NATO is sanitising its intentions

 

After building a reputation for foreign intervention and collateral damage — the most recent example being Libya — the North Atlantic Treaty Organisation (NATO) is asserting its influence during the COVID-19 pandemic, this time by exploiting the humanitarian paradigm. 

Jens Stoltenberg, Secretary General of NATO speaks at a press conference (Getty images/Handout)

Just one day after the September 11 attacks in the US, NATO invoked Article 5 of its founding treaty, which states that an attack against one of its member states will be considered as an attack on all members, thus paving the way for a coalition and foreign intervention. Since the aggression against Afghanistan, NATO deemed itself to have become 'far more experienced at conducting operations far from home' and credits itself with applying its tactics in other countries marked and destroyed by foreign intervention, specifically Libya in 2011.

Following the NATO intervention — the aim being the killing of Libyan leader Muammar Gaddafi — the country plunged into mutating instability which is now best reflected in the ongoing civil war between the UN-backed Government of National Accord led by Fayez al-Sarraj, and the House of Representatives, which seeks to assume control of Libya through General Khalifa Haftar. Haftar has enjoyed the military backing of France, also a NATO member, since 2015.

Stoltenberg has described NATO’s humanitarian charade regarding its COVID-19 response as ‘solidarity in action.' Yet the actions which NATO will be most remembered for involve failed states, human carnage, bombs and millions of people forcibly displaced from their homes and countries. NATO creates humanitarian deprivation in the name of democracy.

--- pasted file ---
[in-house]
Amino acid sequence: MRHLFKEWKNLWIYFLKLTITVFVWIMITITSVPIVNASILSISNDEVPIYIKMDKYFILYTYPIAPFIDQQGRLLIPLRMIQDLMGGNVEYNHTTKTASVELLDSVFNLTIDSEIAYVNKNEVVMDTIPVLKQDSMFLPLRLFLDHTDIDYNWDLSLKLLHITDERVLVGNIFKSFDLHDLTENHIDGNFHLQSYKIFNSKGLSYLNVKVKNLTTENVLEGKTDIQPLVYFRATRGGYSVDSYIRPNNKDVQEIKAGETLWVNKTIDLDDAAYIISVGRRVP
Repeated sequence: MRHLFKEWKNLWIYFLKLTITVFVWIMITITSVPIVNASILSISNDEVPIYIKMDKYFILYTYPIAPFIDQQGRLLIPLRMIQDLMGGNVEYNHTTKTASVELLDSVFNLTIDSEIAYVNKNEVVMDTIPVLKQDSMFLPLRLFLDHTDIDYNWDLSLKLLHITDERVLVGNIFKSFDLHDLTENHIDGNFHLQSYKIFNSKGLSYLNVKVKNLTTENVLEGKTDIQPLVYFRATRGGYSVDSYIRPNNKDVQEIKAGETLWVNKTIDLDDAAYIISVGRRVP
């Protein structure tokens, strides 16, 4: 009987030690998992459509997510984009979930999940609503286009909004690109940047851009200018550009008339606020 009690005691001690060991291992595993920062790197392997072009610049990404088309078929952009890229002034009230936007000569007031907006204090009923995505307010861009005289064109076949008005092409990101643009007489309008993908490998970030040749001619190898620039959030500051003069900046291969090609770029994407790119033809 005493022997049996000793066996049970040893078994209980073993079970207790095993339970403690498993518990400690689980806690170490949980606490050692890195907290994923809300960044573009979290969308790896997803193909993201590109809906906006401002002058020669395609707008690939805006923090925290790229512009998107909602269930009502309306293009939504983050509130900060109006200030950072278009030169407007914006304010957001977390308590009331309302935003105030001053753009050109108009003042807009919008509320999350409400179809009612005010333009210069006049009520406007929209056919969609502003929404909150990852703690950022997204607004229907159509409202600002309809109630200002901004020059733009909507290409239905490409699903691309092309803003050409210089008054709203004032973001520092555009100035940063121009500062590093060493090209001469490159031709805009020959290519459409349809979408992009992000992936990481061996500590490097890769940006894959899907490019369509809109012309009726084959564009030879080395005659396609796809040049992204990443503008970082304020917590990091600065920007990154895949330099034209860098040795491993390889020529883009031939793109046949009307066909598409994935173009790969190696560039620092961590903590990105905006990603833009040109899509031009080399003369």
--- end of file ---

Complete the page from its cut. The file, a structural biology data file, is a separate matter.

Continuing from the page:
NATO has been delivering supplies to its allies Italy and Spain, in a bid to ‘help in this common fight against an invisible enemy,' according to Secretary General Jens Stoltenberg. The aid is organised and delivered through the NATO Support and Procurement Agency (NSPA), which also provides the alliance with delivery of munitions as necessary and when needed. To put it succinctly, NATO’s emergence as a key humanitarian player during this time is merely to protect its own interests. 

NATO’s Secretary General is proud to see the allies ‘supporting each other' in the same vein as the alliance is proud to be bombing countries together. Within Europe in particular there have been several requests for international humanitarian intervention. NATO’s response to such requests has been militarised, as seen in its statement, ‘NATO continues to deliver credible and effective deterrence and defence. Our ability to conduct operations has not been undermined, our forces remain ready and our crucial work goes on.' It is NATO itself that damages the humanitarian paradigm it is currently seeking during the pandemic — the statement reflects the security operations which are being conducted in Afghanistan, for example, at the same time as it aids European countries in delivering humanitarian assistance.

 

'It is easy for NATO to capitalise upon the rhetoric of a global health crisis, yet maintain its intervention and surveillance policy. After all, the alliance was not created to promote humanitarian aid, but rather to create the conditions which require maintaining such cycles.'